1. Natalia Goncharova, “Tvorcheskoe Kredo,” manuscript signed in the author’s hand, Russian Archives of Literature and the Arts, Moscow: Fond 740/1/4. For an English translation, see Jane A. Sharp, Russian Modernism between East and West: Natal’ia Goncharova and the Moscow Avant-Garde, 19051914 (New York and London: Cambridge University Press, 2006), p. 276. All Russian exhibition dates cited in this essay conform with the old (Julian) calendar (13 days behind our current (Gregorian) calendar).
  2. “Cubo-Futurism” retroactively and uniquely designates Russian art and poetry created from 1910 to 1913 by artists associated with the Union of Youth, Jack of Diamonds and Donkey’s Tail exhibitions, and as a result of the collaborative activities of avant-garde poets who published under the imprint Hylea and who had assimilated the theories and visual examples of a wide range of (French) Cubist and (Italian) Futurist art. Nikolai Khardzhiev’s writings on the early career of painter-poet Vladimir Mayakovsky, now in English translation, clarified some of these early collaborations and poetic techniques. Dmitrii Sarabianov attributes the elaboration of a period style to him.
  3. As Charlotte Douglas pointed out in the 1970s, part of the difficulty in using temporal perimeters to designate Cubism and Futurism in Russia as period styles lies in the legacy of earlier theoretical interest in the writings of Henri Bergson and other formative texts to which Russian artists and writers had access in French and Russian: “New Russian Art and Italian Futurism,” Art Journal 34, no. 3 (Spring 1975): 229–239.
  4. Important French works were shown in the first two Golden Fleece shows (Moscow, 1908 and 1909); major pre-Cubist and Cubist works were shown in the first and second Jack of Diamonds exhibition in Moscow (December–January 1910; and January–February 1912). The second exhibition (which Larionov and Goncharova boycotted) included Le Fauconnier’s study for L’Abondance, and work by Léger, Friez, Derain and Robert Delaunay.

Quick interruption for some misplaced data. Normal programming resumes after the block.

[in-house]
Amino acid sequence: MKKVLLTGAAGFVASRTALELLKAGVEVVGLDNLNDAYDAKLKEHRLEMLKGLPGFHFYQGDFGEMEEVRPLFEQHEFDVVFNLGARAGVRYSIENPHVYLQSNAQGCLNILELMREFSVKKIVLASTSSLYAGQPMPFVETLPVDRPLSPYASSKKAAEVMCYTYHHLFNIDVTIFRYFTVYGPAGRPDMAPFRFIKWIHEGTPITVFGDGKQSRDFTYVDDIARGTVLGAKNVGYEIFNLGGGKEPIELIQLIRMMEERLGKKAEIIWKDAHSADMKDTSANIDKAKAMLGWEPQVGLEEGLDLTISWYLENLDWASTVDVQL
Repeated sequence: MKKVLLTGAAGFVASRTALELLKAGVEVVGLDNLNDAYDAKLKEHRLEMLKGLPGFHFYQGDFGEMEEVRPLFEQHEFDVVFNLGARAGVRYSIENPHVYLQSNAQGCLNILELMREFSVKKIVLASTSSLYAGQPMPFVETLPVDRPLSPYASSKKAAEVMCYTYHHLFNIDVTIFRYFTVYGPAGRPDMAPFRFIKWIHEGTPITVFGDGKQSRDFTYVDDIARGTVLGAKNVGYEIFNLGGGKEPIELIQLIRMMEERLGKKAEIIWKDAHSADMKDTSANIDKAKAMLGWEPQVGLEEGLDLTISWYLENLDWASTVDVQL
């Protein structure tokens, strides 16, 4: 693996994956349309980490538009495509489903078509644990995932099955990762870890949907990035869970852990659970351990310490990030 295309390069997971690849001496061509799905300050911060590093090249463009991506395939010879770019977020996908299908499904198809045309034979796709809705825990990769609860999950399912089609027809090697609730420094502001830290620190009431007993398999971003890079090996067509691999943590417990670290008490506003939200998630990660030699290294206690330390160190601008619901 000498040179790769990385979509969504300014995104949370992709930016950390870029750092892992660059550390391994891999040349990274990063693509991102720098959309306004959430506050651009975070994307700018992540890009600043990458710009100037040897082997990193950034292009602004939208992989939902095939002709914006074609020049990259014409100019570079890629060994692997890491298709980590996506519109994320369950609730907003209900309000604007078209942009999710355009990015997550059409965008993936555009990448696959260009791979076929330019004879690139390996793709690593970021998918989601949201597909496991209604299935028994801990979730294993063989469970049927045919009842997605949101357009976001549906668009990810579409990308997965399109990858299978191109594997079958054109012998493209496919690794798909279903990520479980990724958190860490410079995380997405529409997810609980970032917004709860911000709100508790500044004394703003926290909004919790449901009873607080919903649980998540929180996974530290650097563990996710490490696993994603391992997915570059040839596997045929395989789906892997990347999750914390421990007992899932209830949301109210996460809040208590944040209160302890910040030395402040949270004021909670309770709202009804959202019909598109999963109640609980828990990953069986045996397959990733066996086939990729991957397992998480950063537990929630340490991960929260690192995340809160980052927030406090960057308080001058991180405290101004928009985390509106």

5. Anonymous, “Beseda s N.S. Goncharova,” Stolichnaia Molva, no. 115 (April 5, 1910), p. 3.
  6. The second issue of the journal Soiuz molodezhi (June 1912) contained a translation of the Manifesto of Futurist Painters (February 1910) as well as texts by Le Fauconnier and Van Dongen. Gleizes and Metzinger’s Du Cubisme was discussed and partially translated by Mikhail Matiushin in the third issue (March 1913). Details on the dates of translations may be found in Charlotte Douglas, Swans of Other Worlds: Kazimir Malevich and the Origins of Abstraction in Russia (Ann Arbor: UMI Research Press, 1976), and Russkii futurizm: theoriia, praktika, kritika, vospominaniia, ed. V.N. Terekhina and A.P. Zimenkov (Moscow: IMLI RAN, 2000).
  7. For a summary of the debate, see Sharp, Russian Modernism from East to West, 134–135. Goncharova’s “Letter to the Editor of Russkoe Slovo” is translated into English on p. 272.
  8. Russian texts on Cubism (often published after they were delivered as public lectures) tend to translate “passage” as “sdvig” which implies contradiction and dynamic movement of forms – though a discussion of its meanings and applications is beyond the scope of this essay. Among the first analyses published by an artist was David Burliuk’s “Cubism (Surface – Plane)” of 1912 (Kubizm: Pokhverkhnost’ – ploskost’).
  9. The critical reception of Goncharova’s work abounds with such associations; for Alexandre Benois, though redemptive, reading the distorted forms of her Cubist and Futurist paintings “required suffering,” while for others – Valentin Songaillo epitomizing the most hostile responses – her work heralded revolution. See Sharp, Russian Modernism, pp. 232–238 for reviews by both critics of Goncharova’s 1913 Moscow retrospective.
  10. N.S. Goncharova, “Letter to the Editor of Russkoe Slovo,” Sharp, p. 272.
  11. Based on a comparison of the artists’ writings, it is likely that Goncharova co-authored the Rayonist manifestos, though they are attributed to Larionov. In particular, the essay entitled “Rayonist Painting” (Luchistaia zhivopis’) published in the miscellany of Oslinyi khvostiI mishen’ (Moscow, July 1913), details the characteristics of painting that Rayonism seeks to exploit. See Russian Art of the Avant-Garde Theory and Criticism, pp. 93–100.
  12. From its first appearance in avant-garde texts by David Burliuk (1912), but especially in the writings of Vladimir Markov (Waldemar Matveijs) (1912–1914), the term faktura is distinguished from its use in Europe in that it signifies the material character of the work – the indexical nature of texture itself rather than the individuality of the author.
  13. The reverse of the painting bears a dedication to Apollinaire inscribed in Larionov’s hand. See Nathalie Gontcharova, Michel Larionov, ed. Jessica Boissel (Exhibition Catalogue, Musée national d’art moderne, Centre Georges Pompidou, Paris, 1995), p. 92. The painting appears as cat. no. 95 in the exhibition No. 4 (Futurists, Rayists, Primitive) in Moscow (March–April 1914).
  14. Natalia Goncharova, “The Hindu and Persian Broadsheet” (Induskii i persidskii lubok) translated in Sharp, Russian Modernism between East and West, p. 273.